Greg Kopp: Well that’s part of what we’re trying to do, to make changes to building codes or to design for extreme wind. And as we gather a larger and larger database, especially for stronger tornadoes, we can see how well our built environment performs and we can learn from that.
We’re right now working on a standard in Canada that CSA is working on to design houses for extreme winds, focusing really on tornadoes and that’s unique in the world. The only things that are really designed for tornadoes right now are nuclear reactors. The electrical grid, which, if you think about that, spans the continent. It’s like a big tornado net so it’s going to be hit. Transmission towers are starting to consider tornadoes, at least, thinking about the roads and diversifying the risk at least for those kinds of structures. One city in the U.S. has a building code for tornadoes in rural Oklahoma and they of course got hit with several massive tornadoes over the course of two decades and they finally decided to do something about it.
So, 90 to 95 per cent of tornadoes are EF2 or less and EF2 means the roof comes off the house. You want to think of that in a simple way and we can keep roofs on for much less money and even in a devastating year for F5 tornadoes only part of the track has that intensity; the bulk of the track has much less damage and so we can reduce that by designing for these structures and designing for these kind of winds. And if we do that, we also keep a lot of the debris out of it, so if your roof flies off, that’s bad for you because your house now is gone. But your roof might hit your neighbour’s house and if your neighbour’s house might otherwise have survived, but now it got hit by your roof and it’s also destroyed, you get this cascading damage. So, we think holding the roofs on is a critical thing to making all of us much safer in tornadoes.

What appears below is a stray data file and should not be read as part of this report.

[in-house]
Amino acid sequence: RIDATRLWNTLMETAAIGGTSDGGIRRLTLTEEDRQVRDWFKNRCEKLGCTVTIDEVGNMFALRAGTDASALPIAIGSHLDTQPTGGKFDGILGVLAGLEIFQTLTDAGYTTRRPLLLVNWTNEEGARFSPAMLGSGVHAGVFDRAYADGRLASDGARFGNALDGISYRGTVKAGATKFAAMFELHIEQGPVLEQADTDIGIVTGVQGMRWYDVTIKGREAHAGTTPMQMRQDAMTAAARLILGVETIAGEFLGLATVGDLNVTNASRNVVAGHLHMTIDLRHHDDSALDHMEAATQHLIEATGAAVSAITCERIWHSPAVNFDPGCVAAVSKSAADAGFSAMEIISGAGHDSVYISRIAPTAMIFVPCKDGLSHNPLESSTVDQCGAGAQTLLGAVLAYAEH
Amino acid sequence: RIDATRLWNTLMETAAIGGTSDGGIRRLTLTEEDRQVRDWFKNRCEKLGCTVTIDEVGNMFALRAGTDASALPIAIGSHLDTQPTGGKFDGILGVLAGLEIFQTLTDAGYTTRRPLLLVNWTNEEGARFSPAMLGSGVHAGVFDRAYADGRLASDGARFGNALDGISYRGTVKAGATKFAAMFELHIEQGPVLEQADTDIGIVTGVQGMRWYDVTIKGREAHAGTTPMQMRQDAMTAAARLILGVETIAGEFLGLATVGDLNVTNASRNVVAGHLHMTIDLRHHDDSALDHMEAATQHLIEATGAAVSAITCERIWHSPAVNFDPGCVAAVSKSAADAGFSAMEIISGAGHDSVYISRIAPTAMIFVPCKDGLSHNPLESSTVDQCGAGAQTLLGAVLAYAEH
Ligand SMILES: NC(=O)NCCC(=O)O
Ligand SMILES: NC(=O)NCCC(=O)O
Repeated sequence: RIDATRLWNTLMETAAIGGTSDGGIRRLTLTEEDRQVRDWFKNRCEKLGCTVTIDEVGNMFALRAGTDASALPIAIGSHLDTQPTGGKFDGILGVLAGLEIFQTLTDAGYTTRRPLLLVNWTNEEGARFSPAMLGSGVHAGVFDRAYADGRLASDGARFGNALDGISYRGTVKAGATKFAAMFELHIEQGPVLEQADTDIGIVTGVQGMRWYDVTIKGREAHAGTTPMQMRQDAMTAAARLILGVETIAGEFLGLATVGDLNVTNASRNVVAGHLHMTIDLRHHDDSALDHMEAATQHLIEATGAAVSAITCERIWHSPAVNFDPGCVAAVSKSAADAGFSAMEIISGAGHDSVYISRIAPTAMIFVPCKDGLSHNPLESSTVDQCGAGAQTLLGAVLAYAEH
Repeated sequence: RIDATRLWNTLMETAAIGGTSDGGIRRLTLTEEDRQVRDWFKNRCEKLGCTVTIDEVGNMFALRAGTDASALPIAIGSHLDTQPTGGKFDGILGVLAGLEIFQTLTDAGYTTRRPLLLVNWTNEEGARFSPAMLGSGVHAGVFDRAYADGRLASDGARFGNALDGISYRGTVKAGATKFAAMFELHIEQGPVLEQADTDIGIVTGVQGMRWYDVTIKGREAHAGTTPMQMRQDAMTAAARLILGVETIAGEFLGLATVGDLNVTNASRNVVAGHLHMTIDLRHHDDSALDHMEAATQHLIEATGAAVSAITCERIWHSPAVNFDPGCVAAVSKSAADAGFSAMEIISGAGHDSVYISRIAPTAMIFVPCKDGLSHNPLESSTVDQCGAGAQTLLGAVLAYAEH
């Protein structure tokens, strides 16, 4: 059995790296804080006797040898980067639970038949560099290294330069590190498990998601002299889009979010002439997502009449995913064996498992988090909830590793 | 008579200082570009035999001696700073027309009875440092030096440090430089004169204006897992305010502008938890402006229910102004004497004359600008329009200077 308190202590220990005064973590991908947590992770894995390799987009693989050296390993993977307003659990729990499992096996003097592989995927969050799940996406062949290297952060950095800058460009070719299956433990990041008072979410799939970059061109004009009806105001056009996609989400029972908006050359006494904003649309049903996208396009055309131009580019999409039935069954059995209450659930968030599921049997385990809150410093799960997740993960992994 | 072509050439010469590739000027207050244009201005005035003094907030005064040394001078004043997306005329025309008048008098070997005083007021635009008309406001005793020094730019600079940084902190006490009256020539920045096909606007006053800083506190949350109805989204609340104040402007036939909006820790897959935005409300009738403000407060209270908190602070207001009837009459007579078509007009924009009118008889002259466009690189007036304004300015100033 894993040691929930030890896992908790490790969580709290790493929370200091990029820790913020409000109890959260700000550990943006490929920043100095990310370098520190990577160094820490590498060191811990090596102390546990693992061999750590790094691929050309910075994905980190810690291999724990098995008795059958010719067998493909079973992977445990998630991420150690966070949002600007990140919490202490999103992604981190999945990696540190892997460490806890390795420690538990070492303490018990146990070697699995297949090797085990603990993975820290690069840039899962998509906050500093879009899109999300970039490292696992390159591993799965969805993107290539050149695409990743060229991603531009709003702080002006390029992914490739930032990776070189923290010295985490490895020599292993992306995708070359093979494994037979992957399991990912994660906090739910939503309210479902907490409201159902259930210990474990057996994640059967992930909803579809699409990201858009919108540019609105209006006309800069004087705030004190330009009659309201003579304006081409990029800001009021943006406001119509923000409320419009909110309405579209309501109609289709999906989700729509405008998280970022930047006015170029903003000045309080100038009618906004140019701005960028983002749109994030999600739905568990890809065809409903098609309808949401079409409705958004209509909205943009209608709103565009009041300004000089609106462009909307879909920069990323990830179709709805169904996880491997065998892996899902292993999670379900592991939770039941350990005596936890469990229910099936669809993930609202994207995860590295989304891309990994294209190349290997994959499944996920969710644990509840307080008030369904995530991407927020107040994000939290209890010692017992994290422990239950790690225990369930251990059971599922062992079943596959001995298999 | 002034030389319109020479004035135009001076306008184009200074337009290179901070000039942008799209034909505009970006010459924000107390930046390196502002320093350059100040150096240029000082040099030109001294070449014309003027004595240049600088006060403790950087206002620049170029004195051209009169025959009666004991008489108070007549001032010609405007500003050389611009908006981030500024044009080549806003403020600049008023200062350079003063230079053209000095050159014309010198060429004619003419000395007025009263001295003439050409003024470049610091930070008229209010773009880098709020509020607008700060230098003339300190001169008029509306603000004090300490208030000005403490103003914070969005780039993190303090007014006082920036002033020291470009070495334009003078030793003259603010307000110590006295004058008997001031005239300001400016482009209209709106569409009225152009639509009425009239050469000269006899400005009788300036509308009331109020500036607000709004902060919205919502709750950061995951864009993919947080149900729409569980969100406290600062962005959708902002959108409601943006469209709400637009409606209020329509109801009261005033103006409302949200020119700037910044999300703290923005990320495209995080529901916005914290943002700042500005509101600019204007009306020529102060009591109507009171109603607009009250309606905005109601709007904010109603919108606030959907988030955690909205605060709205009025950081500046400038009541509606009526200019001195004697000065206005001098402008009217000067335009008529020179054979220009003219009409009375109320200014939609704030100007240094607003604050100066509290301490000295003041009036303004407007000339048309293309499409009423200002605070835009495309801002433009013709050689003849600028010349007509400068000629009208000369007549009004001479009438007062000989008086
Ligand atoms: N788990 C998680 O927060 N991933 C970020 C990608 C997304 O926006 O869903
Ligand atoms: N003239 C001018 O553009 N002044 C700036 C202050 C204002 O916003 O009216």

Sarah Dawson: Someone in the live chat was in the 2013 tornado in Moore, Oklahoma. They say they remember when the tornado hit that their ears popped from the drop in pressure and they wonder how much damage is attributed to low pressure, and how much of it is due to wind speed?